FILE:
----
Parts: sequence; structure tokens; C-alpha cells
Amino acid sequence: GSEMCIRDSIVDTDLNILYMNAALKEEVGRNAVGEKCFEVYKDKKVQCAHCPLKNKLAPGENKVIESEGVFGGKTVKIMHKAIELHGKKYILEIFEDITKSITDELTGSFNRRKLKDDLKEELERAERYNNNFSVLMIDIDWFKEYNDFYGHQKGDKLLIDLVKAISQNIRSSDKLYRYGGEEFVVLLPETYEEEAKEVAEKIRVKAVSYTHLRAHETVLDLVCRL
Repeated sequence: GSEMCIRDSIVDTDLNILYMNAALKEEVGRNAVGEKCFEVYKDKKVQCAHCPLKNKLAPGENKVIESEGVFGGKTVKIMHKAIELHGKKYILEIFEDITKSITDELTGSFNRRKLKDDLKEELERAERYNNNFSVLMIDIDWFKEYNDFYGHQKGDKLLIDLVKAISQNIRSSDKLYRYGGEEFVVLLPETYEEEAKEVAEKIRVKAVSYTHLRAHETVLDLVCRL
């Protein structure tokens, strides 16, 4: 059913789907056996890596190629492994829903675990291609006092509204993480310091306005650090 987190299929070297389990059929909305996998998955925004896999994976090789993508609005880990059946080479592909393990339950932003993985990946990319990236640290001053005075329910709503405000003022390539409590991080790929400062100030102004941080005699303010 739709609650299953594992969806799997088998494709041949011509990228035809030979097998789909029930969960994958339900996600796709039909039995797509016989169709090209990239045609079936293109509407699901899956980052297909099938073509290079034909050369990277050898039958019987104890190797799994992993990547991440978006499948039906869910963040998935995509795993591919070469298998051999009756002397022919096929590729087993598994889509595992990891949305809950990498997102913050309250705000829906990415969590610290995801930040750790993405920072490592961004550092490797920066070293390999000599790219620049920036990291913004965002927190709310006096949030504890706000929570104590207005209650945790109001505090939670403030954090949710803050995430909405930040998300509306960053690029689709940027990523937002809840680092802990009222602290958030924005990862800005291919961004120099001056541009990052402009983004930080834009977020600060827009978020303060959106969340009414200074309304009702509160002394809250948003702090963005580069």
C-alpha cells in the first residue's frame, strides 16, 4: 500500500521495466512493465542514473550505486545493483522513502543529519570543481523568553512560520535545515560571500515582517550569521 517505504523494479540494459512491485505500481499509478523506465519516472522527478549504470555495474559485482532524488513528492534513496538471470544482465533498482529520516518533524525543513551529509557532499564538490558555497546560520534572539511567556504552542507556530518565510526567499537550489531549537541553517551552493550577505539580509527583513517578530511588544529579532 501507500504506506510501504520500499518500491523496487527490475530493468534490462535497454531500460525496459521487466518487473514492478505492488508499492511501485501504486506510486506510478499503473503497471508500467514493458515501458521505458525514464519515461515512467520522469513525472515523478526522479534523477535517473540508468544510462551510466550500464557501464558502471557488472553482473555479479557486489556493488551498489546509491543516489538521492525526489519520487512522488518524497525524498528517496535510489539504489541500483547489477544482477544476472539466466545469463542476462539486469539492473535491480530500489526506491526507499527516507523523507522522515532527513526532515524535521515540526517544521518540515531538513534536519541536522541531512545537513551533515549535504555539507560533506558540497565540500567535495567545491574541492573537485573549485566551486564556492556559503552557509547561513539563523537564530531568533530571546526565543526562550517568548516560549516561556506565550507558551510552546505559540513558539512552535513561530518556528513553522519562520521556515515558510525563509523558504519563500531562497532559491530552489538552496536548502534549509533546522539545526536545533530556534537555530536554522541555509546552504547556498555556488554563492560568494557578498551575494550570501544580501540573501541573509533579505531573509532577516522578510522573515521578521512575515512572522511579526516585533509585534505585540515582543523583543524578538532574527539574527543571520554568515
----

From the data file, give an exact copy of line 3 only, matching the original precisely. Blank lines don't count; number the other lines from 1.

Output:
Repeated sequence: GSEMCIRDSIVDTDLNILYMNAALKEEVGRNAVGEKCFEVYKDKKVQCAHCPLKNKLAPGENKVIESEGVFGGKTVKIMHKAIELHGKKYILEIFEDITKSITDELTGSFNRRKLKDDLKEELERAERYNNNFSVLMIDIDWFKEYNDFYGHQKGDKLLIDLVKAISQNIRSSDKLYRYGGEEFVVLLPETYEEEAKEVAEKIRVKAVSYTHLRAHETVLDLVCRL